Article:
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PIX Firewall

An example of a stateful packet filter. Can also work on higher layers of protocols (FTP, RealAudio, etc.) Runs on its own OS

The Adaptive Security Algorithm (ASA) Basic Features of PIX Advanced Features Case studies ../piX Firewalls.ppt

Adaptive Security Algorithm

An algorithm that defines how PIX examines traffic passing through it, and applies various rules to it. Basic concept:
Keep track of the connections being formed from the networks behind the PIX to the public network Based on info about these connections, ASA allows packets to come back into the private network through the firewall. All other traffic destined for the private network is blocked by the firewall (unless specifically allowed). ../piX Firewalls.ppt

ASA defines how the state and other information is used to track the sessions passing through the PIX. ASA keeps track of the following information:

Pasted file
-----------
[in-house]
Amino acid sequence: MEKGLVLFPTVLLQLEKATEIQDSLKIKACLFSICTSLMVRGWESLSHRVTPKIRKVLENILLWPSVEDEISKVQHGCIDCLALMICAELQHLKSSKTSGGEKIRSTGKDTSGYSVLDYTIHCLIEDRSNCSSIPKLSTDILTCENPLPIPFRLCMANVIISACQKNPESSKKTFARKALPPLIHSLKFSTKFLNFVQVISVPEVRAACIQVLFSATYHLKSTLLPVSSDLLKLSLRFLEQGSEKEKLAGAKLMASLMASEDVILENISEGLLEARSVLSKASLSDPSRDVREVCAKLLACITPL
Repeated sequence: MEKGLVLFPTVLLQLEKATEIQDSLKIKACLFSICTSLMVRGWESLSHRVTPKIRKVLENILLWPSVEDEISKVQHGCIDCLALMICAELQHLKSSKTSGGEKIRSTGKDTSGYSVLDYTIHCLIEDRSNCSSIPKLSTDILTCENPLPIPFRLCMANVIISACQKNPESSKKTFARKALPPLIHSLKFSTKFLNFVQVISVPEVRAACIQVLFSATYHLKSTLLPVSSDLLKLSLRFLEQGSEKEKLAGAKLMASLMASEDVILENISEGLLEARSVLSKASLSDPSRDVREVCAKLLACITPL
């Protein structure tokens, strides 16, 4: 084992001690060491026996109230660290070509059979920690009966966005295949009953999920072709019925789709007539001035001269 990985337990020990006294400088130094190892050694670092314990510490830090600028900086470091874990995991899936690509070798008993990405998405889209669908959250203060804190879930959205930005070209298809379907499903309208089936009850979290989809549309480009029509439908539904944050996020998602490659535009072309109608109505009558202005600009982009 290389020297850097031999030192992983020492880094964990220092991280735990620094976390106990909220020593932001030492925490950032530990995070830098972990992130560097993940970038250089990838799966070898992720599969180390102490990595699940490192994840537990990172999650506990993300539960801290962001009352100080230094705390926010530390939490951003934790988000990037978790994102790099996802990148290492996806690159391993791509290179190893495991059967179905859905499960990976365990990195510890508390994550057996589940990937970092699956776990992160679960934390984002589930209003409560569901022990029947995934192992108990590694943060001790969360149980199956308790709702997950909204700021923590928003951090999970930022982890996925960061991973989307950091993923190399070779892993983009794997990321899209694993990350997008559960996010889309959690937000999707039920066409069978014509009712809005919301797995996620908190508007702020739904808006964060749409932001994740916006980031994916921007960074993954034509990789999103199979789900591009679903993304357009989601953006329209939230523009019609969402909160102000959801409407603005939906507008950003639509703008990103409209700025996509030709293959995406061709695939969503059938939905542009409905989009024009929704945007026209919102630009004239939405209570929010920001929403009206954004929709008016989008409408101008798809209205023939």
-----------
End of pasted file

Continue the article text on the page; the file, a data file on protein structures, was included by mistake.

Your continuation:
Source and destination info of IP packets TCP Sequence numbers and TCP flags UDP packet flow and timers ../piX Firewalls.ppt


TCP is connection-oriented, and provides most of the information the firewall needs. The firewall keeps track of each session being formed, utilized, and terminated. ASA only allows for the packets confirming to the state of a session to go through. All other packets are dropped. However, TCP has inherent weakness, which requires ASA to perform additional work managing the sessions SYN flood, session hijacking ../piX Firewalls.ppt 5


SYN flooding
The SYN flood attack sends TCP connections requests faster than a machine can process them.
(Internet Security Systems,

SYN flood (as fefined in the Wikipedia, Illustration: next ../piX Firewalls.ppt